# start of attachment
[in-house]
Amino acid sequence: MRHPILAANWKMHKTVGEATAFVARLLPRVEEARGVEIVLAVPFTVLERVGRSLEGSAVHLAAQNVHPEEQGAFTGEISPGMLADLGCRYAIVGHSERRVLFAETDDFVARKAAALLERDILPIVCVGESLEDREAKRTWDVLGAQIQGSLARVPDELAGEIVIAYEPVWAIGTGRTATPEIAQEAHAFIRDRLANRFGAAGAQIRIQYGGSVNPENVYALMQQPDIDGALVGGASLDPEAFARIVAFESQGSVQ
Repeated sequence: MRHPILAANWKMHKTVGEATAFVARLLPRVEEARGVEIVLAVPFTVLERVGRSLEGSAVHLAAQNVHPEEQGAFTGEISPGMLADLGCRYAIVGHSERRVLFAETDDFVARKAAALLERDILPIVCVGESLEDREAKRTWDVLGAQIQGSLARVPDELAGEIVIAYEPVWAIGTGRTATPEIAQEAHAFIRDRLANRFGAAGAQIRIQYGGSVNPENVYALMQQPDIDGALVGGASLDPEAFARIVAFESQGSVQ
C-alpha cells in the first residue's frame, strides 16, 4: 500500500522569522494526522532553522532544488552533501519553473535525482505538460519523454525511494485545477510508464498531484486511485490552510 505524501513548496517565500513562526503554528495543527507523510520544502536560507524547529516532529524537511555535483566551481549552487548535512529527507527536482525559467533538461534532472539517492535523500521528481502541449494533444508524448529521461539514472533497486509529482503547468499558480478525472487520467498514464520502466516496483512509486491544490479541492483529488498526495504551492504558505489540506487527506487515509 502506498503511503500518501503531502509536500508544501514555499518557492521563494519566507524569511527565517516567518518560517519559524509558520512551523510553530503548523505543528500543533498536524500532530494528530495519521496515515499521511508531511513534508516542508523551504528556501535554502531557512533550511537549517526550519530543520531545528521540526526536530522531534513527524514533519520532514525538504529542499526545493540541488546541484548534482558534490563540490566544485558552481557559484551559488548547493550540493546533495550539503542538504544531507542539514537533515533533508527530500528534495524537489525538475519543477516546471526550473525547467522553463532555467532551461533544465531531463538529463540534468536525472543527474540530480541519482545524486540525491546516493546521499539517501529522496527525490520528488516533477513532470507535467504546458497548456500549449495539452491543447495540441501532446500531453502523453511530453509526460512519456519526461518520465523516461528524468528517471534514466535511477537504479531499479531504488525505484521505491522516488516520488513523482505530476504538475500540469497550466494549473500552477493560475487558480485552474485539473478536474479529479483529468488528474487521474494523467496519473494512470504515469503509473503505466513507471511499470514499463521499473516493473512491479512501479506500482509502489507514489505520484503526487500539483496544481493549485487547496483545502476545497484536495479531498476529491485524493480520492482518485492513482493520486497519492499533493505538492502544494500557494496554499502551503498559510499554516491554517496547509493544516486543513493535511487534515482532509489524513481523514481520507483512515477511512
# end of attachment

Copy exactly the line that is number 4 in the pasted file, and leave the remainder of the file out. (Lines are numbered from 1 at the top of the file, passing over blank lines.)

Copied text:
C-alpha cells in the first residue's frame, strides 16, 4: 500500500522569522494526522532553522532544488552533501519553473535525482505538460519523454525511494485545477510508464498531484486511485490552510 505524501513548496517565500513562526503554528495543527507523510520544502536560507524547529516532529524537511555535483566551481549552487548535512529527507527536482525559467533538461534532472539517492535523500521528481502541449494533444508524448529521461539514472533497486509529482503547468499558480478525472487520467498514464520502466516496483512509486491544490479541492483529488498526495504551492504558505489540506487527506487515509 502506498503511503500518501503531502509536500508544501514555499518557492521563494519566507524569511527565517516567518518560517519559524509558520512551523510553530503548523505543528500543533498536524500532530494528530495519521496515515499521511508531511513534508516542508523551504528556501535554502531557512533550511537549517526550519530543520531545528521540526526536530522531534513527524514533519520532514525538504529542499526545493540541488546541484548534482558534490563540490566544485558552481557559484551559488548547493550540493546533495550539503542538504544531507542539514537533515533533508527530500528534495524537489525538475519543477516546471526550473525547467522553463532555467532551461533544465531531463538529463540534468536525472543527474540530480541519482545524486540525491546516493546521499539517501529522496527525490520528488516533477513532470507535467504546458497548456500549449495539452491543447495540441501532446500531453502523453511530453509526460512519456519526461518520465523516461528524468528517471534514466535511477537504479531499479531504488525505484521505491522516488516520488513523482505530476504538475500540469497550466494549473500552477493560475487558480485552474485539473478536474479529479483529468488528474487521474494523467496519473494512470504515469503509473503505466513507471511499470514499463521499473516493473512491479512501479506500482509502489507514489505520484503526487500539483496544481493549485487547496483545502476545497484536495479531498476529491485524493480520492482518485492513482493520486497519492499533493505538492502544494500557494496554499502551503498559510499554516491554517496547509493544516486543513493535511487534515482532509489524513481523514481520507483512515477511512